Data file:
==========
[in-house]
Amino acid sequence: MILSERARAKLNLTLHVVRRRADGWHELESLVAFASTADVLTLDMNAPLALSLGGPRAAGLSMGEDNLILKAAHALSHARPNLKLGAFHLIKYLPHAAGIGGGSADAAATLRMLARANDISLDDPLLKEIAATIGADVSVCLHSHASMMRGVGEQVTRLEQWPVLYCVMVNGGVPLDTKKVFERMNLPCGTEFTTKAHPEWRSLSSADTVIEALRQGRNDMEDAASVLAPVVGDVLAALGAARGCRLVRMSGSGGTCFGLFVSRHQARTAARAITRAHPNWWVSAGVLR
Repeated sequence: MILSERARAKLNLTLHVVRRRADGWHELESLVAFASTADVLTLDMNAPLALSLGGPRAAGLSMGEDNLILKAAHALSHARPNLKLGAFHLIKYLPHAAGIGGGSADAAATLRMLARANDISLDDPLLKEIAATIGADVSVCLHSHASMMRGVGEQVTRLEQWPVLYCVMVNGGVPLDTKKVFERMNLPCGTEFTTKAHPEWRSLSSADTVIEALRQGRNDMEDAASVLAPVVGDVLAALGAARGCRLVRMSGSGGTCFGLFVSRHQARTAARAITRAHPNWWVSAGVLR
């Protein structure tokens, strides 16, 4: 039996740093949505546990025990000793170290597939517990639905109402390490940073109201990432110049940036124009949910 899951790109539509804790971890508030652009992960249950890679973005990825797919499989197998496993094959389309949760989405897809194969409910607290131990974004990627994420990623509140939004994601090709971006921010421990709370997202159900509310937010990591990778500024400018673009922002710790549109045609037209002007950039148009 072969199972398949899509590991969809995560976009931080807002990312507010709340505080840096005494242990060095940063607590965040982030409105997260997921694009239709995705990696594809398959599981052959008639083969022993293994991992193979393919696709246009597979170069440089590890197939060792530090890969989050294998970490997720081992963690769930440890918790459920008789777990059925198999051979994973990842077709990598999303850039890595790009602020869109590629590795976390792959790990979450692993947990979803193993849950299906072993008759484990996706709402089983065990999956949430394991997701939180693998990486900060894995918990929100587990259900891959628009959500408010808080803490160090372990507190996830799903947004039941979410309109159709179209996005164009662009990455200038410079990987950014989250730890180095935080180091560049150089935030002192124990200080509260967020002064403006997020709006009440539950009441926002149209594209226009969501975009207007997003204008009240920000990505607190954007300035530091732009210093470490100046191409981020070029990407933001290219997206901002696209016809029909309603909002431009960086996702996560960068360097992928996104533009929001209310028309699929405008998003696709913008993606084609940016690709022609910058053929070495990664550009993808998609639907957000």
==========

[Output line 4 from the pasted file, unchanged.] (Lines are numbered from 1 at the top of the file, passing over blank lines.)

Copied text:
């Protein structure tokens, strides 16, 4: 039996740093949505546990025990000793170290597939517990639905109402390490940073109201990432110049940036124009949910 899951790109539509804790971890508030652009992960249950890679973005990825797919499989197998496993094959389309949760989405897809194969409910607290131990974004990627994420990623509140939004994601090709971006921010421990709370997202159900509310937010990591990778500024400018673009922002710790549109045609037209002007950039148009 072969199972398949899509590991969809995560976009931080807002990312507010709340505080840096005494242990060095940063607590965040982030409105997260997921694009239709995705990696594809398959599981052959008639083969022993293994991992193979393919696709246009597979170069440089590890197939060792530090890969989050294998970490997720081992963690769930440890918790459920008789777990059925198999051979994973990842077709990598999303850039890595790009602020869109590629590795976390792959790990979450692993947990979803193993849950299906072993008759484990996706709402089983065990999956949430394991997701939180693998990486900060894995918990929100587990259900891959628009959500408010808080803490160090372990507190996830799903947004039941979410309109159709179209996005164009662009990455200038410079990987950014989250730890180095935080180091560049150089935030002192124990200080509260967020002064403006997020709006009440539950009441926002149209594209226009969501975009207007997003204008009240920000990505607190954007300035530091732009210093470490100046191409981020070029990407933001290219997206901002696209016809029909309603909002431009960086996702996560960068360097992928996104533009929001209310028309699929405008998003696709913008993606084609940016690709022609910058053929070495990664550009993808998609639907957000």